Often when we design policies, projects and initiatives we think we need something new or innovative that doesn’t already exist. The final wellbeing design principle gives an alternate view, that we can find innovative solutions by building on what’s already working in the communities we are partnering with.
The Justice, Health & Democracy Impact Initiative (JHD) at Harvard University’s Edmond & Lily Safra Center for Ethics is helping local and federal leaders create a more inclusive economy by centering economic dignity and equitable wellbeing in the public policy process.
Through their collaborative partnerships, JHD encourages government officials to start with what matters – wellbeing – and activate economic dignity to build assets and innovation within communities. By cultivating new structures for widespread ownership and demonstrating grassroots approaches to community wealth building, JHD uses ethical principles as the foundation for cooperatively designing a world where the structure of the economy does not exclude anyone from being able to create, care for those they love, or be individually and collectively whole.
The Greater Sum Foundation supports early-stage nonprofits that are doing innovative and scalable work with funding, tools, connections and assistance – all through a wellbeing-oriented approach. The Greater Sum Foundation embodies Principle 6, while at the same time supporting nonprofits who are also putting this wellbeing design principle into practice.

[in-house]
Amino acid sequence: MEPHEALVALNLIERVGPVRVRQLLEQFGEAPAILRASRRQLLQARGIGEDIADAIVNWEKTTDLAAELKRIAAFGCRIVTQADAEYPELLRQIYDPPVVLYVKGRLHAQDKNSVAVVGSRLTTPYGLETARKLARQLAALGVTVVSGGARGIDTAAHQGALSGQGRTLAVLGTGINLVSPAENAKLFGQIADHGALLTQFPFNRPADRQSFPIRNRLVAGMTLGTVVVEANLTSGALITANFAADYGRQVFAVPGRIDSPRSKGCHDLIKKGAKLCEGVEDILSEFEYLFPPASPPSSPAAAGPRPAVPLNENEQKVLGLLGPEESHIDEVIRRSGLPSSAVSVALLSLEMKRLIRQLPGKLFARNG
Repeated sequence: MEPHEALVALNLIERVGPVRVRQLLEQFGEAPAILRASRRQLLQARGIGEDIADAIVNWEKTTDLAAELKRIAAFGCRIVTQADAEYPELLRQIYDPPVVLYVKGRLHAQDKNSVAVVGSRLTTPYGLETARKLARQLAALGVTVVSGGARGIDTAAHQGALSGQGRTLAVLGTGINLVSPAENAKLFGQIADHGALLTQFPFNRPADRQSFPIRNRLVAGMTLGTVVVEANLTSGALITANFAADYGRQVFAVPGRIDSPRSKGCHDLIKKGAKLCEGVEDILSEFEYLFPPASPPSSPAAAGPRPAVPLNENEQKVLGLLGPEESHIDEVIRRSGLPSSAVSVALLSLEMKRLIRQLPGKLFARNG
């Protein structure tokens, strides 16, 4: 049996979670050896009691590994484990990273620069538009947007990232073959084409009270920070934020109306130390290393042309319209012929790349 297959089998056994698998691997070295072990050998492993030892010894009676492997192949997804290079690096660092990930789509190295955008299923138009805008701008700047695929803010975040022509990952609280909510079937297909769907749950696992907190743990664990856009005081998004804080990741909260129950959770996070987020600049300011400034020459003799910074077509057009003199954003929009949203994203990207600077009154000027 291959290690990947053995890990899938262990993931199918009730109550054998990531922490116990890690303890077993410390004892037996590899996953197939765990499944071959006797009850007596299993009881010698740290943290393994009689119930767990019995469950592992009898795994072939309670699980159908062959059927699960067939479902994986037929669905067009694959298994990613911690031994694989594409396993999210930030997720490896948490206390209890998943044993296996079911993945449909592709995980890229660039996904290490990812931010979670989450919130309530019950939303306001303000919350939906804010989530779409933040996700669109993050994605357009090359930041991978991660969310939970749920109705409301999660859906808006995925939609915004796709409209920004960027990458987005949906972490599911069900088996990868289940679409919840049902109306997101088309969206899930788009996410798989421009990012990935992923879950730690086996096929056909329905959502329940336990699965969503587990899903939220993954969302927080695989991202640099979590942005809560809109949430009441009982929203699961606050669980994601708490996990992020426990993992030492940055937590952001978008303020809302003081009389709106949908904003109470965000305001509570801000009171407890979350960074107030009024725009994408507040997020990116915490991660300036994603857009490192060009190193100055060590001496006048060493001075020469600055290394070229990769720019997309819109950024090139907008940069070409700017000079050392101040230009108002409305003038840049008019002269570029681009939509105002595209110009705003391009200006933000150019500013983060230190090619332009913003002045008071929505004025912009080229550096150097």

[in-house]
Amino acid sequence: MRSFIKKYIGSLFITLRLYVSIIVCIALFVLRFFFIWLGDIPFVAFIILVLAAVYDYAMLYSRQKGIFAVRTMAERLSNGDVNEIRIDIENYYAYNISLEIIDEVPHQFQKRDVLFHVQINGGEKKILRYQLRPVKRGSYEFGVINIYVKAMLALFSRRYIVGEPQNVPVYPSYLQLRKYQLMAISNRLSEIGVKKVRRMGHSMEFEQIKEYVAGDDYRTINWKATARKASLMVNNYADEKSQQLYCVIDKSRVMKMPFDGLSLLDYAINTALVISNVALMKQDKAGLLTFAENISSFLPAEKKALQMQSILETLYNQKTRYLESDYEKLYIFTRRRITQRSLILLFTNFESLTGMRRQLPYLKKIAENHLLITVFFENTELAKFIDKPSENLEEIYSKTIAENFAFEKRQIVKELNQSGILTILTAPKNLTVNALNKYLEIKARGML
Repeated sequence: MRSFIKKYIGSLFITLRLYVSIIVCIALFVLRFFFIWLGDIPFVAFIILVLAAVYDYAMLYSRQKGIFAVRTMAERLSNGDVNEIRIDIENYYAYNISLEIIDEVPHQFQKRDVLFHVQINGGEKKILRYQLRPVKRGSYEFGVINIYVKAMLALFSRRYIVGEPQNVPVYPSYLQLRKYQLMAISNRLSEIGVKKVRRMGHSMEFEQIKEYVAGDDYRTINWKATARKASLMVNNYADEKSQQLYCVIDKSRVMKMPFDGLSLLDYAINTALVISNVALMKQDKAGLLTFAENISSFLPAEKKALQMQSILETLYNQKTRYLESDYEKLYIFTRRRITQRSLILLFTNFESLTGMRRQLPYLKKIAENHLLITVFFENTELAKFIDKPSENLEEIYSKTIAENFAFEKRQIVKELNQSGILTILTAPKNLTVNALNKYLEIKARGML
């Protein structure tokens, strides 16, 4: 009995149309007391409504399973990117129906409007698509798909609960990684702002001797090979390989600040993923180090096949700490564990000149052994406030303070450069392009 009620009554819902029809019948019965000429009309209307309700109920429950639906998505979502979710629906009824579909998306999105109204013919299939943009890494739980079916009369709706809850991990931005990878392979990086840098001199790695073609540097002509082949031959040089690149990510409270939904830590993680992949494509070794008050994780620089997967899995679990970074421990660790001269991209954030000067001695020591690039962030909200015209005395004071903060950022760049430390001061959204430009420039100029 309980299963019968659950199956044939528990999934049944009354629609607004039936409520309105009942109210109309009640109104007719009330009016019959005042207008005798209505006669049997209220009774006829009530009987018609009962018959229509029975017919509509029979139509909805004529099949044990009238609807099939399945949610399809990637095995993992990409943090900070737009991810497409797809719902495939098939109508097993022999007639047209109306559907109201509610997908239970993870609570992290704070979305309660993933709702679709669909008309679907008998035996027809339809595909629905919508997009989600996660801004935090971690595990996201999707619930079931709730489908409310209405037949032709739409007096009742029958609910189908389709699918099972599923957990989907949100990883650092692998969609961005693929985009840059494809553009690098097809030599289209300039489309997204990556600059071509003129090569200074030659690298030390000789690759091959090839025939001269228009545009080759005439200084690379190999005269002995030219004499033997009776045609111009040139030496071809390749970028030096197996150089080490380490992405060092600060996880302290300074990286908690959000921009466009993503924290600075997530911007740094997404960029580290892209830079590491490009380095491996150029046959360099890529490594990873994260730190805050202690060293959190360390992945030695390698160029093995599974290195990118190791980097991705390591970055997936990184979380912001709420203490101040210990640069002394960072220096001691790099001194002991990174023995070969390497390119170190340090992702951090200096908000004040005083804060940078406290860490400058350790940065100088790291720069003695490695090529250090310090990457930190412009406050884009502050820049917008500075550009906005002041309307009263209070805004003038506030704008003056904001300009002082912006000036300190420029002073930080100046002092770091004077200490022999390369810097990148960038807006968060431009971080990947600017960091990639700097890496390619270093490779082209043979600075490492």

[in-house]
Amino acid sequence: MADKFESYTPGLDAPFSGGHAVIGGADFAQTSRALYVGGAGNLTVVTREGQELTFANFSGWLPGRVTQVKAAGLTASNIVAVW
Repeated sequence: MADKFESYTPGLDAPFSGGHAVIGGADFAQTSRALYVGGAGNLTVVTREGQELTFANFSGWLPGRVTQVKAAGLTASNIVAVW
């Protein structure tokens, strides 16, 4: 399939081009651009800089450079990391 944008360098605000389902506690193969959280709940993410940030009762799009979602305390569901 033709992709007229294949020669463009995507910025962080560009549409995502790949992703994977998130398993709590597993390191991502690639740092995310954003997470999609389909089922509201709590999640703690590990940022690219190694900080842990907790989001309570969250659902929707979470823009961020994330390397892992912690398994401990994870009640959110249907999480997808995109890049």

The Greater Sum Foundation’s 6-week nonprofit incubators encourage innovation and asset building. Designed for leaders of early-stage nonprofits, incubators make it easier for nonprofits to learn from each other and grow together. Through weekly peer discussions, participants have the opportunity to build their networks and expand knowledge of local resources. Nonprofits that have completed the incubator include Respond Crisis Translation, Start Lighthouse and Brain Education Strategies & Technology.
The Greater Sum Foundation also includes the Wellbeing Blueprint in grant reviewer training to prioritize funding for organizations that are tapping into people’s drive for wellbeing.
Need help moving from frameworks to implementation when it comes to designing for wellbeing? Our partners FRESH New London, Massachusetts Women of Color Network, The Right Question Institute and USC’s Keck School of Medicine share how they implement wellbeing design principles in the replay of our latest webinar.
How can governments and systems tackle systemic problems? One opportunity is to change the procurement process to shift how funding reaches individuals and communities. Our toolkit can help you create change within your system.
Is it any surprise there is a trust gap between philanthropy and community? A paradigm shift is needed to heal harms and bring transformative results. We believe the Community Bill of Rights can bring this shift.
These guiding questions are meant to help you apply the wellbeing design principles to your work to create lasting and equitable change. The questions are also good starting places for conversations with colleagues about how your work aligns, or could align more, with the principle.
Start by asking, do we: